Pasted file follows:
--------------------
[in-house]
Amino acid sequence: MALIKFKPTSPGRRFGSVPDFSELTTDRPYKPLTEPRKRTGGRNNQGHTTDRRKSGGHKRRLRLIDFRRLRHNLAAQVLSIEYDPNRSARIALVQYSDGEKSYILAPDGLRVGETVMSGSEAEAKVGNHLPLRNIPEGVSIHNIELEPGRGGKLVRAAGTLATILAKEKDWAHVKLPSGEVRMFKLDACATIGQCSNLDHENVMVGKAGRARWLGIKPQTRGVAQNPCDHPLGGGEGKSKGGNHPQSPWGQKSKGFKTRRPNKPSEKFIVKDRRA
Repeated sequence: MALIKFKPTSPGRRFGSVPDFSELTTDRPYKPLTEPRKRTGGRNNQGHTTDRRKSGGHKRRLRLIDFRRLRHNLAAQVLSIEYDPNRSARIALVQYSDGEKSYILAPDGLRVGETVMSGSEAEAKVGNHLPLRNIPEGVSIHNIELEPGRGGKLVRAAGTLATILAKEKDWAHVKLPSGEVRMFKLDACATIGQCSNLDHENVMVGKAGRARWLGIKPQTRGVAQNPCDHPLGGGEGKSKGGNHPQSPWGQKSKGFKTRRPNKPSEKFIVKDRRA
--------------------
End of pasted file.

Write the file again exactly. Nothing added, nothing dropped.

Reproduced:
[in-house]
Amino acid sequence: MALIKFKPTSPGRRFGSVPDFSELTTDRPYKPLTEPRKRTGGRNNQGHTTDRRKSGGHKRRLRLIDFRRLRHNLAAQVLSIEYDPNRSARIALVQYSDGEKSYILAPDGLRVGETVMSGSEAEAKVGNHLPLRNIPEGVSIHNIELEPGRGGKLVRAAGTLATILAKEKDWAHVKLPSGEVRMFKLDACATIGQCSNLDHENVMVGKAGRARWLGIKPQTRGVAQNPCDHPLGGGEGKSKGGNHPQSPWGQKSKGFKTRRPNKPSEKFIVKDRRA
Repeated sequence: MALIKFKPTSPGRRFGSVPDFSELTTDRPYKPLTEPRKRTGGRNNQGHTTDRRKSGGHKRRLRLIDFRRLRHNLAAQVLSIEYDPNRSARIALVQYSDGEKSYILAPDGLRVGETVMSGSEAEAKVGNHLPLRNIPEGVSIHNIELEPGRGGKLVRAAGTLATILAKEKDWAHVKLPSGEVRMFKLDACATIGQCSNLDHENVMVGKAGRARWLGIKPQTRGVAQNPCDHPLGGGEGKSKGGNHPQSPWGQKSKGFKTRRPNKPSEKFIVKDRRA